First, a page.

No, Em is a GREAT kid.
She has a wicked sense of humor. She's courteous. She is so much fun. She's smart.
Sometimes she's too smart.
Bedtime used to go so smoothly. Bath, books, a song or two, then down for the night.
Then she started complaining and protesting and stalling. She'd throw her United Nations of stuffed animals from her crib to the ground -- or worse, shove them behind her crib because she enjoyed the ride when we had to push the crib from the wall to retrieve her pals.
She'd remove her PJs, then complain about standing there in her diaper.
She'd ask for repeat performances of the dog shadow puppet her dad does so well. She'd ask for me. Then Brent. Then me.
The whining. The crying. The "I WANT DOWN!"
It was annoying but not so bad when this went on for a half hour. Then over time it grew to an hour. Sometimes two. And recently? THREE.
Not that all over her requests went on for three hours, but the time it took to wind down and finally fall asleep was extending to three hours.
I chalked it up to teething. Then a fever made me think it was an ear infection. So off to the pediatrician we went.
Em's ears were fine. Her top molars aren't poking through yet. When I lamented that it was just so strange that Em's sleep had gotten so bad, she asked how long this has been going. I told her all I mentioned above, and, well, yeah.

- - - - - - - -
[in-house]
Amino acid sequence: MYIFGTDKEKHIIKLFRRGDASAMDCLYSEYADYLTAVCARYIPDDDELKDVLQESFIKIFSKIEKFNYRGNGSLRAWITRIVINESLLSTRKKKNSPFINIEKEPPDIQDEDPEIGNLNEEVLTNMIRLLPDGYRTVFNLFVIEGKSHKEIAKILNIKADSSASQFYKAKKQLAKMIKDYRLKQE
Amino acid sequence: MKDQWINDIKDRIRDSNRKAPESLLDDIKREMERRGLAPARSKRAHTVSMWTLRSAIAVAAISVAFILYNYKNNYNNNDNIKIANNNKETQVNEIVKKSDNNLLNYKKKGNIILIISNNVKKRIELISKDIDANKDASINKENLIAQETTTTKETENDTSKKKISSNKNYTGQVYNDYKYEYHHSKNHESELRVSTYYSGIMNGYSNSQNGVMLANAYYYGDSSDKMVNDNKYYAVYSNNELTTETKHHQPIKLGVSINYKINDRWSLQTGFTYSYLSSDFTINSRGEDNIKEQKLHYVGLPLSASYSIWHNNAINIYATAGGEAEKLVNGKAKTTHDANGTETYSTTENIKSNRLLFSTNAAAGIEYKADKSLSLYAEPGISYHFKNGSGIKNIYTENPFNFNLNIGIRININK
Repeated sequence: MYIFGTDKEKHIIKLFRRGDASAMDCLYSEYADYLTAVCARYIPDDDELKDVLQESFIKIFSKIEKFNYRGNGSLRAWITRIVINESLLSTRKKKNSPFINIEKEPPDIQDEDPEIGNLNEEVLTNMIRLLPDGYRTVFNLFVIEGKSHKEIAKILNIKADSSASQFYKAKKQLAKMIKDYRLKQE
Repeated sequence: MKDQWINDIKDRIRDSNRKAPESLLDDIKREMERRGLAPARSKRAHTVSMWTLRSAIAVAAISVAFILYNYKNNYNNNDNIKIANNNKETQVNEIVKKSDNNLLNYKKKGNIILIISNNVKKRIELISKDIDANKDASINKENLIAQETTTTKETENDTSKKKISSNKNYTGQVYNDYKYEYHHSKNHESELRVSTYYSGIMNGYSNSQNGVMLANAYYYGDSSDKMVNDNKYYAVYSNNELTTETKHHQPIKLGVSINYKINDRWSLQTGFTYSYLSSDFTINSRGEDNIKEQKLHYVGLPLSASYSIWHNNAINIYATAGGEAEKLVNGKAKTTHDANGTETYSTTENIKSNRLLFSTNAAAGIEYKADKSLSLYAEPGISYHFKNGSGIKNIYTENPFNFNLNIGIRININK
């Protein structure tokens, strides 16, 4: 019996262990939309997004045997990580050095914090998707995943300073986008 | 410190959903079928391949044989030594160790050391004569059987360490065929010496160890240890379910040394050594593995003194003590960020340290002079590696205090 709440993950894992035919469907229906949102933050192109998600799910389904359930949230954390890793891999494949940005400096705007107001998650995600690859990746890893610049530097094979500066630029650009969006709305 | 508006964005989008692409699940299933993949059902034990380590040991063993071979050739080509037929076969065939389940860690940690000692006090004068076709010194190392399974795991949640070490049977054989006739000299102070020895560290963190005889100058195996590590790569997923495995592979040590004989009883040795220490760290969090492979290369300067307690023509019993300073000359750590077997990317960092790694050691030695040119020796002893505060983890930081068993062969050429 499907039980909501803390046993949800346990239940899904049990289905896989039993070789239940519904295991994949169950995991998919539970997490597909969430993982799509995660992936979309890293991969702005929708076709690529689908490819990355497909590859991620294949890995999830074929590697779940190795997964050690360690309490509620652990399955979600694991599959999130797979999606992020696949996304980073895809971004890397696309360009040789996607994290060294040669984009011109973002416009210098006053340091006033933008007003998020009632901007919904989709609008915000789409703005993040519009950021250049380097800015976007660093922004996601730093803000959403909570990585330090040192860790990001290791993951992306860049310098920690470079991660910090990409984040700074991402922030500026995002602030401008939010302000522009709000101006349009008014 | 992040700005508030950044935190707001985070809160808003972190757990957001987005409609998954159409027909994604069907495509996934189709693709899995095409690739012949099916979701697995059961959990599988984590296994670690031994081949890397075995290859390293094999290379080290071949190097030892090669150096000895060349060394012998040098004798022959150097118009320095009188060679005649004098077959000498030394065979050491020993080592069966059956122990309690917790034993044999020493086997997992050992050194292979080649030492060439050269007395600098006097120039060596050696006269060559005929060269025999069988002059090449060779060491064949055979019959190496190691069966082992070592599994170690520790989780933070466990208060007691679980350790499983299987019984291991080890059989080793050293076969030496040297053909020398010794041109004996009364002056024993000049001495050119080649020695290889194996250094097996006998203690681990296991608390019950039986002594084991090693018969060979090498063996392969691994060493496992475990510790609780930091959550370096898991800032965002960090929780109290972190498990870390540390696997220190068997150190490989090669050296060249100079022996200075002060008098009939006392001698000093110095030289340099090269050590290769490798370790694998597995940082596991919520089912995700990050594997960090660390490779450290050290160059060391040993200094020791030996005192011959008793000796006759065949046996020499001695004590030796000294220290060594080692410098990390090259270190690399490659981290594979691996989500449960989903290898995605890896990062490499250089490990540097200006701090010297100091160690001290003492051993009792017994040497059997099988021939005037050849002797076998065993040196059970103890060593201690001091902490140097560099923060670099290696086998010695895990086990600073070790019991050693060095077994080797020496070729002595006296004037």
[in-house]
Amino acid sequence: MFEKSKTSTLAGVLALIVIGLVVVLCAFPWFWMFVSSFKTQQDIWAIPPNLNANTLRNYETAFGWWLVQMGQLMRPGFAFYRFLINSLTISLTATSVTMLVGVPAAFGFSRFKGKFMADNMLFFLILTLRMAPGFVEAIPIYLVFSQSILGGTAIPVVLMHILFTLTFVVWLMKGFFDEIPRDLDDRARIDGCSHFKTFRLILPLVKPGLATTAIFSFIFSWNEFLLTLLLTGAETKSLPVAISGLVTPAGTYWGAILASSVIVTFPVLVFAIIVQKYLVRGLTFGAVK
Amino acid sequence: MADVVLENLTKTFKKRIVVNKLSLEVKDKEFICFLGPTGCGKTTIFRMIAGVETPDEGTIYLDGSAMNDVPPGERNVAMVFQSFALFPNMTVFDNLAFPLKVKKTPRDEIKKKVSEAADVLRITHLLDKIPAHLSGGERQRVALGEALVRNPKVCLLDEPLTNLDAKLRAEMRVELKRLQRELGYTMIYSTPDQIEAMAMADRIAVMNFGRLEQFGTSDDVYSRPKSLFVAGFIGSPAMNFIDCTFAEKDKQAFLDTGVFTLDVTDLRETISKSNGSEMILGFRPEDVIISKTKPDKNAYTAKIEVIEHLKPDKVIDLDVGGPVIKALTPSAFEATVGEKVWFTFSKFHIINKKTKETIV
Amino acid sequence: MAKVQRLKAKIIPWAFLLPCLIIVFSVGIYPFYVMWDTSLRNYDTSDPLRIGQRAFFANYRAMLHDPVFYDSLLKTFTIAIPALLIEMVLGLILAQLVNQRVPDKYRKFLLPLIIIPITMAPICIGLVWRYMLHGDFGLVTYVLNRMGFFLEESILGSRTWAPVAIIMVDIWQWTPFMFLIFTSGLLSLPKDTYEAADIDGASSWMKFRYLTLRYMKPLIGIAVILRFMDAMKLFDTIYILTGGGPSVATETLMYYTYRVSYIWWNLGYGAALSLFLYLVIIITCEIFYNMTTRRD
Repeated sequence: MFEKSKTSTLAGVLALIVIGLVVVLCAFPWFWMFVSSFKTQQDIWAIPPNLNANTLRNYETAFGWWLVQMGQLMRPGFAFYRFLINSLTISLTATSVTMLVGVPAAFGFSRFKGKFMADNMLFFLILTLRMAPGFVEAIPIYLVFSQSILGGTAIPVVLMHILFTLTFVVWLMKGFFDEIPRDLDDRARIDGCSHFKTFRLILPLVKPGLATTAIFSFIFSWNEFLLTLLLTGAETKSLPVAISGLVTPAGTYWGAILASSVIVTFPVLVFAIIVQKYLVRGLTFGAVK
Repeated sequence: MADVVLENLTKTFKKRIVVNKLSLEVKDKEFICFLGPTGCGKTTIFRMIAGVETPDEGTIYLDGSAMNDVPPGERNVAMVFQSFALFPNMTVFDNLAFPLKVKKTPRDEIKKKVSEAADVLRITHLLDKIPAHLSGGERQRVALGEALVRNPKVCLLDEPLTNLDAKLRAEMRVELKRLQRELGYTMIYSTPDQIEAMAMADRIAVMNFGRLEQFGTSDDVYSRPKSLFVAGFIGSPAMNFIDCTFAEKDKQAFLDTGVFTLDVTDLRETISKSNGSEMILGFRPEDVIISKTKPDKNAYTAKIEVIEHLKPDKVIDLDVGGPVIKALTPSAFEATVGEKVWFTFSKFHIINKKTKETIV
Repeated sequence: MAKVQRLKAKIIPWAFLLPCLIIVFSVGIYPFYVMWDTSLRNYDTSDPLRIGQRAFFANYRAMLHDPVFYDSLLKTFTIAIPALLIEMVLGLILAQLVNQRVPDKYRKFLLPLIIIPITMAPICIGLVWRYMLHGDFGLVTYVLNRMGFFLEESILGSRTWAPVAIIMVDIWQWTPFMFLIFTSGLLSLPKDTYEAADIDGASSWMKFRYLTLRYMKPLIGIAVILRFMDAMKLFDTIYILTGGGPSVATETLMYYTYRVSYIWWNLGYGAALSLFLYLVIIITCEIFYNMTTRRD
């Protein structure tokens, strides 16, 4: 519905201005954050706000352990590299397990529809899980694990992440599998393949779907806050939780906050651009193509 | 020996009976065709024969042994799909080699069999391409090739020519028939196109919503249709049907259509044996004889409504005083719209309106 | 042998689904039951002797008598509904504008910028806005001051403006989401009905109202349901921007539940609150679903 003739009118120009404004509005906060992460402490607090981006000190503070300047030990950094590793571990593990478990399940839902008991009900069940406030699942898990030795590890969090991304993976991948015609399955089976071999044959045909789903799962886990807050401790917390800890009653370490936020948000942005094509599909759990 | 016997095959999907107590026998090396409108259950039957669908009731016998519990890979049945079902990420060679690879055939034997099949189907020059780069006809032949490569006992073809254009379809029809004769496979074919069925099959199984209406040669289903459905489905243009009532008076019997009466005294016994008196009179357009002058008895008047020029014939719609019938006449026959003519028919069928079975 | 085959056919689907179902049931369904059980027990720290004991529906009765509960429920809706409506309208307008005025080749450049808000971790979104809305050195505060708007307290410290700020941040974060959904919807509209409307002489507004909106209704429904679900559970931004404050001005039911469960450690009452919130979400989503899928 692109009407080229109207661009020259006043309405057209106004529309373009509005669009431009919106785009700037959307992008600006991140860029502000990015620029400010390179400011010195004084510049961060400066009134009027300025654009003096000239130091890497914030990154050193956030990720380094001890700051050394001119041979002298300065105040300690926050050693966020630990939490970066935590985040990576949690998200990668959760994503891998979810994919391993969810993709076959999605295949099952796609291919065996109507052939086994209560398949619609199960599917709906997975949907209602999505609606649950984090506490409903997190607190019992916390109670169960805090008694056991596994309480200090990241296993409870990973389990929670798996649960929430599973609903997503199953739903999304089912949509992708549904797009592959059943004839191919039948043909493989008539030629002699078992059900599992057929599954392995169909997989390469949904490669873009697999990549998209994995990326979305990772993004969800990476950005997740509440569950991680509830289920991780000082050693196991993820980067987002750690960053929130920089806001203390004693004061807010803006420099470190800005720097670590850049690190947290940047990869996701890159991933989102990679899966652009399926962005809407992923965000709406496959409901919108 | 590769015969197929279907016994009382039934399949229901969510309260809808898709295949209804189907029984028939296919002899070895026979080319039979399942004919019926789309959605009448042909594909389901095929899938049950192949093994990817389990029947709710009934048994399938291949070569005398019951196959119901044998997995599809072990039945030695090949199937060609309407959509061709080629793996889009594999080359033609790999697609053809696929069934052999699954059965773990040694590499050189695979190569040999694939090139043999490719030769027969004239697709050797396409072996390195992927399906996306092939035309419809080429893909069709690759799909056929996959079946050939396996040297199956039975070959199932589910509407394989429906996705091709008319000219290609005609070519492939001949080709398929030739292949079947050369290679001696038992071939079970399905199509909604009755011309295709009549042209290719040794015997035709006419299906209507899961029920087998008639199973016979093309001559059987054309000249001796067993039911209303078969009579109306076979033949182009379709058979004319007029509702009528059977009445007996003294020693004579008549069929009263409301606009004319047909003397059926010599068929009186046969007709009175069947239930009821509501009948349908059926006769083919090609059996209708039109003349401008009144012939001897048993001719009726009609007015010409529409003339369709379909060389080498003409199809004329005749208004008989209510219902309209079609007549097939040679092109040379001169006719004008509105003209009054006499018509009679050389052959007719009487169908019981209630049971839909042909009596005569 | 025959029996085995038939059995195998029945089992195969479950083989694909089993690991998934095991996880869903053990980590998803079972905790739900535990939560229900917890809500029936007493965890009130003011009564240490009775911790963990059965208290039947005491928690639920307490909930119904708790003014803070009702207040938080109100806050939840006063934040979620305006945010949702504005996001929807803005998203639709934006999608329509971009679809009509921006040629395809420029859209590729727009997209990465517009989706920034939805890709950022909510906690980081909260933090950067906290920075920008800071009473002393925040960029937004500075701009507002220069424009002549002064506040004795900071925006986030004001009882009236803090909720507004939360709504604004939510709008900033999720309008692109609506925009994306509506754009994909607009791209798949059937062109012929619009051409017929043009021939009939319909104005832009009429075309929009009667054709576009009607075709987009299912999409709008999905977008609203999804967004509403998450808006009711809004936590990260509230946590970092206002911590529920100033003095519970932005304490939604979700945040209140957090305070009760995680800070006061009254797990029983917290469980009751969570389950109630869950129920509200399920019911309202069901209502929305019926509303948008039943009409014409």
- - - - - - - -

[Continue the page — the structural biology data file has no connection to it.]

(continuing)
Our toddler is too smart for her own good and has us wrapped around her little sleep-postponing fingers.
It was time for us to sleep train Em again and give her the tools to soothe herself to sleep. As the pediatrician said, there's no medical reason the gal just can't go to sleep on her own after we've gone through our bedtime routine.
For the past five nights, before placing her in her crib, we calmly tell her, "No crying. No yelling. No screaming. Just sleep." Then we help her repeat it back to us -- twice.
She treats it like one of our fun nursery rhymes or songs, a twinkle in her eye and a slight smile as she says it.
It's worked. It's WORKED!
She's not pulling the crap anymore. We've stopped going in her room at her beck and call.
It's been lovely, and now I wonder how calm, reaffirming mantras might work in the rest of this parenting thing.